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If Apache is configured to parse PHP and not allow to index files, are there other ways users can see PHP source code, either with or without intention?

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  • Assuming your website doesn't have any command execution vulnerabilities, no.
    – Chris
    Commented Dec 20, 2013 at 23:17

2 Answers 2

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If Apache is properly configured with the php module loaded and correct mime types, you should expect to not have any code disclosed to the client.

Example:

AddModule mod_php.c
LoadModule php_module         modules/mod_php.so
LoadModule php5_module        modules/libphp5.so

AddType application/x-httpd-php .php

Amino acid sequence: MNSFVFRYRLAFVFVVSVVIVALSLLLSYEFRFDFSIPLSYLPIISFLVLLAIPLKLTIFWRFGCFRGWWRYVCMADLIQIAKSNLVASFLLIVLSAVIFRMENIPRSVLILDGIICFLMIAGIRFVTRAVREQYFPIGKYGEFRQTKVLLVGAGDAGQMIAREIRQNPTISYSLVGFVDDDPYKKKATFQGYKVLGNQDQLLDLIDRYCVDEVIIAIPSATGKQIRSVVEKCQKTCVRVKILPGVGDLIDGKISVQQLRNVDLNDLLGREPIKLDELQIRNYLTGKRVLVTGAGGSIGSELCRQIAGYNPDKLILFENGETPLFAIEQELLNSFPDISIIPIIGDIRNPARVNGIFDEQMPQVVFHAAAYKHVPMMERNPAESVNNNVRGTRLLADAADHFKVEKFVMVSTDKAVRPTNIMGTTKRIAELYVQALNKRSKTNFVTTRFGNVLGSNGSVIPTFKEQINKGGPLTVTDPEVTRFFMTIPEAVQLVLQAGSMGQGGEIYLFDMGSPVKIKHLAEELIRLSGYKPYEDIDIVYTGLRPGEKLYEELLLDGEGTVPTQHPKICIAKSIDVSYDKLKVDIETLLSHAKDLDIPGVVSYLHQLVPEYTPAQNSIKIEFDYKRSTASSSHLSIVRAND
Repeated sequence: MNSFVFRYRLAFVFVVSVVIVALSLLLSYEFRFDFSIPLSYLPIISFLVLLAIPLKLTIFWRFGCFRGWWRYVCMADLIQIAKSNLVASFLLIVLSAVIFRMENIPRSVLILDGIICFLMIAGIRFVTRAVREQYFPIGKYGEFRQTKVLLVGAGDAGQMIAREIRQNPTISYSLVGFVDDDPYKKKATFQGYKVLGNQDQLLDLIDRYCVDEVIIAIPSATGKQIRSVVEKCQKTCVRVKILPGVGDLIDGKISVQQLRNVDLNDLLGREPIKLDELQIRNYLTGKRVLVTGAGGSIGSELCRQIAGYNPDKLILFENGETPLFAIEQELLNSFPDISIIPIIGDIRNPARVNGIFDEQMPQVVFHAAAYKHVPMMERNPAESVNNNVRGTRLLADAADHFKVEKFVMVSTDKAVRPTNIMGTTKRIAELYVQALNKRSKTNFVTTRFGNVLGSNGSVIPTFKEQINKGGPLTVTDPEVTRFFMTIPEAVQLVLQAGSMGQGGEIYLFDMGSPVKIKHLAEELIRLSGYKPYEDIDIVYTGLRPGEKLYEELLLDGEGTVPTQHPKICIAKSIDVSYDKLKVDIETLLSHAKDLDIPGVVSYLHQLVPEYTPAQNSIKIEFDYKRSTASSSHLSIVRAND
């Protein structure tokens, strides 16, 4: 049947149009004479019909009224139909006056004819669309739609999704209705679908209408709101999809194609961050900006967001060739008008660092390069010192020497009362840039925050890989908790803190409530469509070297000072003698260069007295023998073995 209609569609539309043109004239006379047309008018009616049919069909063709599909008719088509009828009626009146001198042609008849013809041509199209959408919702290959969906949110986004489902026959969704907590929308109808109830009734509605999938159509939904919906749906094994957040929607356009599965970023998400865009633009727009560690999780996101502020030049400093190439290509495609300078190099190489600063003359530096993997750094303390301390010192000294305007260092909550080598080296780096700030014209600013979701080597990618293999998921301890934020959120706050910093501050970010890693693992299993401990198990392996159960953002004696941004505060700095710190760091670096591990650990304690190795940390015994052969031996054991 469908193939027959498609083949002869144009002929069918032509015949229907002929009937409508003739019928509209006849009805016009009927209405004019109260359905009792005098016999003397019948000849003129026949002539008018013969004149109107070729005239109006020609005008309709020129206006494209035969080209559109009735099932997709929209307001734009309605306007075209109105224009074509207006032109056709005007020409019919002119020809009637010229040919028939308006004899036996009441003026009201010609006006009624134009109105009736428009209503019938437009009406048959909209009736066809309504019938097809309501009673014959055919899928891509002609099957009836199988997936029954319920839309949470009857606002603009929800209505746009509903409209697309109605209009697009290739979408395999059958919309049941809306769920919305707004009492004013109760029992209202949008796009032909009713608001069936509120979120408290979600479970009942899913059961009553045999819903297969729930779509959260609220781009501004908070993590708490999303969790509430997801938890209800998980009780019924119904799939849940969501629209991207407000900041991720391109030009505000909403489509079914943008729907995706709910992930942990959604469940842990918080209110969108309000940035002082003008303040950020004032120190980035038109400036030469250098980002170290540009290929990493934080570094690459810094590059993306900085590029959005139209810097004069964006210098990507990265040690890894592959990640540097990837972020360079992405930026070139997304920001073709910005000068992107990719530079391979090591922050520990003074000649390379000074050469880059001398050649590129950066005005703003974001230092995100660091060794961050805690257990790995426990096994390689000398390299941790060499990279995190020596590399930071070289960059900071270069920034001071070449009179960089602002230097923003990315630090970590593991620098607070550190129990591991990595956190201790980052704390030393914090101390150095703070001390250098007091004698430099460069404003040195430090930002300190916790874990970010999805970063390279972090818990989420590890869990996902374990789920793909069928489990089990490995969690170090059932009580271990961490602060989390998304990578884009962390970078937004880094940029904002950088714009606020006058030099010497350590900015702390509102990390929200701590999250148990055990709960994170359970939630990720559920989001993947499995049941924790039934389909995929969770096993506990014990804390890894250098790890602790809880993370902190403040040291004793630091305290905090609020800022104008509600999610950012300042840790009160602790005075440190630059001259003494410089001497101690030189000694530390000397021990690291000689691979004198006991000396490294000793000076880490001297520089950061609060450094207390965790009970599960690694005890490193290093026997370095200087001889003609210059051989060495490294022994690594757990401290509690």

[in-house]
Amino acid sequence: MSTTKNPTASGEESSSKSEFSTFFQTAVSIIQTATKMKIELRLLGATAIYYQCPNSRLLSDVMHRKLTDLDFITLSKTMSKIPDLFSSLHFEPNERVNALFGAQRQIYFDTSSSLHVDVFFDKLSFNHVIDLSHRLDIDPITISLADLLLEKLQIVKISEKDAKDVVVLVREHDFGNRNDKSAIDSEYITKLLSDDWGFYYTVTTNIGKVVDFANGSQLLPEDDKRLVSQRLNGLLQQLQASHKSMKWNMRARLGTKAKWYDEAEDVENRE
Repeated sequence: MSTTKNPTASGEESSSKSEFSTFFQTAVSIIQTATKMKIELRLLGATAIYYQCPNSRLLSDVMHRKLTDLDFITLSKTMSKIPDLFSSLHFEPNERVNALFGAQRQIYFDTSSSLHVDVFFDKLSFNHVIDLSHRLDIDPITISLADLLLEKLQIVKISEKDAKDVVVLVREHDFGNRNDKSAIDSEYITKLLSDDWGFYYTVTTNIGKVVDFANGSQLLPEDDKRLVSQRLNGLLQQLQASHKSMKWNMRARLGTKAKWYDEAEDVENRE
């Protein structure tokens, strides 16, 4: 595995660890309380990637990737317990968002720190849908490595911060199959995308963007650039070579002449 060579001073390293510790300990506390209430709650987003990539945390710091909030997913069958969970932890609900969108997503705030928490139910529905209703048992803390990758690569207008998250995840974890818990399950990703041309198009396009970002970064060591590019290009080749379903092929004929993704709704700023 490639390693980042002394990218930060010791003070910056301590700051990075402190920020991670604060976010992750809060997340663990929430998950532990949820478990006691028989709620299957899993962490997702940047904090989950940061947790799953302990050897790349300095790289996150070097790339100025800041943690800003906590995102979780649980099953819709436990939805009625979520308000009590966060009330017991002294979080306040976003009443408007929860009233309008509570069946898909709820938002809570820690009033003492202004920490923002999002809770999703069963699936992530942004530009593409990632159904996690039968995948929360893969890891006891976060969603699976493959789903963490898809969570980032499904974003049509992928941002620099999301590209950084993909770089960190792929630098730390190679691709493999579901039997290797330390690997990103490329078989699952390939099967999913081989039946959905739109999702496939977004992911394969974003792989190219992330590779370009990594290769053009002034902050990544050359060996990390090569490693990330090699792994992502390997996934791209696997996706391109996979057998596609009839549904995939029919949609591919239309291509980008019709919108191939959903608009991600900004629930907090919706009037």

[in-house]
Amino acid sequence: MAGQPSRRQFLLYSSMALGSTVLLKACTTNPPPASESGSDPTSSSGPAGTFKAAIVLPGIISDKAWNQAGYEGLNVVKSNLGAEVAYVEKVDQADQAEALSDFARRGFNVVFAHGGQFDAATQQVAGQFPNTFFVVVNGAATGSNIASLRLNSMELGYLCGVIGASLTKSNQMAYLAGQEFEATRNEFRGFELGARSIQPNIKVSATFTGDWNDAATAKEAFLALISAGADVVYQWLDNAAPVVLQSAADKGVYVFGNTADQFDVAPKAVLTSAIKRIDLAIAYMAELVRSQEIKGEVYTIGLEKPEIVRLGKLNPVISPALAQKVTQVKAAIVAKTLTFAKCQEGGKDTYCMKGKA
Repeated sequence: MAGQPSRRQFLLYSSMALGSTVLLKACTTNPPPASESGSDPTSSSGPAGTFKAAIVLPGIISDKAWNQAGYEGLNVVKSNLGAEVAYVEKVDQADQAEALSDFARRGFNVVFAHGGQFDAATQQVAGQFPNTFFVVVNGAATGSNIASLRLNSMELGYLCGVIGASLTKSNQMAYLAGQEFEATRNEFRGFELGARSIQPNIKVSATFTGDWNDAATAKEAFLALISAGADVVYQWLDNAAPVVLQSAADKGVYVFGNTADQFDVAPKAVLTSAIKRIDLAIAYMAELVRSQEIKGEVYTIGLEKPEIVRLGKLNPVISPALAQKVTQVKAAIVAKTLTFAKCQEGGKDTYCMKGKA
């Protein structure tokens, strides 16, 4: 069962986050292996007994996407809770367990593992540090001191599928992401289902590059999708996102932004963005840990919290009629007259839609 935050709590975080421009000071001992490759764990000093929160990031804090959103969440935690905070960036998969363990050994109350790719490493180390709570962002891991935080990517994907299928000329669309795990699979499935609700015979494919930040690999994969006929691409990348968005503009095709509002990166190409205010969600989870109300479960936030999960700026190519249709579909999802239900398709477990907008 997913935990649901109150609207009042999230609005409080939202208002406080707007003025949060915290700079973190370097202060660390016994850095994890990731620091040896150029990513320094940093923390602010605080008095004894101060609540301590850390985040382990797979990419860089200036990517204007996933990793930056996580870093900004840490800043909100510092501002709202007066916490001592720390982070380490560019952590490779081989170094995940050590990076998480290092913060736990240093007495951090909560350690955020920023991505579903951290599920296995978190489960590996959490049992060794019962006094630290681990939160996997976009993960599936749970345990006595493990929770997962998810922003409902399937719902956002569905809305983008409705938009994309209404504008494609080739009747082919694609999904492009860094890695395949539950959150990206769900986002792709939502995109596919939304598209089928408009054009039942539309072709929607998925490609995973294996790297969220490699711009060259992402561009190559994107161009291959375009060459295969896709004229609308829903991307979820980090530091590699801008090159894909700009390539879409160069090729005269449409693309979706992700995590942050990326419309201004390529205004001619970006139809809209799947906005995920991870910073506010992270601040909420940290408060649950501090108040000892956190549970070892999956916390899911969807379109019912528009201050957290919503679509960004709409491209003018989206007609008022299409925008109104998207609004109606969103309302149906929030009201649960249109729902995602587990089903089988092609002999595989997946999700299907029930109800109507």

There don't seem to be any attacks against mime types in apache that would break this behavior that I know of. You should be more worried about poor coding practices, and disclosing the source code through other means such as file inclusion attack.

PHP does have a .phps extension that beautifies source code for sharing. If you use these files, make sure you strip them of any usernames and passwords before sharing them. It might be possible for a file to be incorrectly named .phps insteaf of .php -- unlikely, but possible.

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  • Note: PHP doesn't need to be an Apache module, but it does need to be configured. This was just an example, so another example would be a correctly configured php-fpm install instead of an apache module. Commented Dec 22, 2013 at 15:30
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Here's an example of case that how hackers use file inclusion vulnerability to disclosure PHP source code. If not not properly configured, it can even lead to remote code execution vulnerability.

PHP security exploit - list content of remote PHP file?

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